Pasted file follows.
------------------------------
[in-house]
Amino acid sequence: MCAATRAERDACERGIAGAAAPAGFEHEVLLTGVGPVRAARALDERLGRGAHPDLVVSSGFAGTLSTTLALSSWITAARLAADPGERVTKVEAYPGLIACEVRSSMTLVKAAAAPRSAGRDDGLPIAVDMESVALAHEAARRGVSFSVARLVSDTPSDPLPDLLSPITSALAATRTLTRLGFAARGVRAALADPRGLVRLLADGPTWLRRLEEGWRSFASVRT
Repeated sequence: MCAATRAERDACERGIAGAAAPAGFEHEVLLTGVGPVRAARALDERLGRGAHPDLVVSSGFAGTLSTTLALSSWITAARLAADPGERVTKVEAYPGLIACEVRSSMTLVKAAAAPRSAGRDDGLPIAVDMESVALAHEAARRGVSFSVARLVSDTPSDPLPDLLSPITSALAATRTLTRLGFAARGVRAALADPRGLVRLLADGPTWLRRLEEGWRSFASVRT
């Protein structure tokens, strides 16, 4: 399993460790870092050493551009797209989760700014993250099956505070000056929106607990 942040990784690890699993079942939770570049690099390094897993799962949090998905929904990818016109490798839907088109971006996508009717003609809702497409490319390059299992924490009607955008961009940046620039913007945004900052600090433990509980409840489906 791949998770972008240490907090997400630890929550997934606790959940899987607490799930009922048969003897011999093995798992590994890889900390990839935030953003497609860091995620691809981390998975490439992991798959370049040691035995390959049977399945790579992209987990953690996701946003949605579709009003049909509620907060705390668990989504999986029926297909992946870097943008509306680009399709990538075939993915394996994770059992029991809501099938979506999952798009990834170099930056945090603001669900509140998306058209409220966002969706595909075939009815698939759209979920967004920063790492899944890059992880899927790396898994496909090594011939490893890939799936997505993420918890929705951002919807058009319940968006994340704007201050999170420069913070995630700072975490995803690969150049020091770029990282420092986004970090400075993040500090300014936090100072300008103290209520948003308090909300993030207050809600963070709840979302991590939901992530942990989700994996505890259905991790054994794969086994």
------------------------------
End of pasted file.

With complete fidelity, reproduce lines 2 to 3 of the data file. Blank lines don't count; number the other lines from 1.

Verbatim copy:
Amino acid sequence: MCAATRAERDACERGIAGAAAPAGFEHEVLLTGVGPVRAARALDERLGRGAHPDLVVSSGFAGTLSTTLALSSWITAARLAADPGERVTKVEAYPGLIACEVRSSMTLVKAAAAPRSAGRDDGLPIAVDMESVALAHEAARRGVSFSVARLVSDTPSDPLPDLLSPITSALAATRTLTRLGFAARGVRAALADPRGLVRLLADGPTWLRRLEEGWRSFASVRT
Repeated sequence: MCAATRAERDACERGIAGAAAPAGFEHEVLLTGVGPVRAARALDERLGRGAHPDLVVSSGFAGTLSTTLALSSWITAARLAADPGERVTKVEAYPGLIACEVRSSMTLVKAAAAPRSAGRDDGLPIAVDMESVALAHEAARRGVSFSVARLVSDTPSDPLPDLLSPITSALAATRTLTRLGFAARGVRAALADPRGLVRLLADGPTWLRRLEEGWRSFASVRT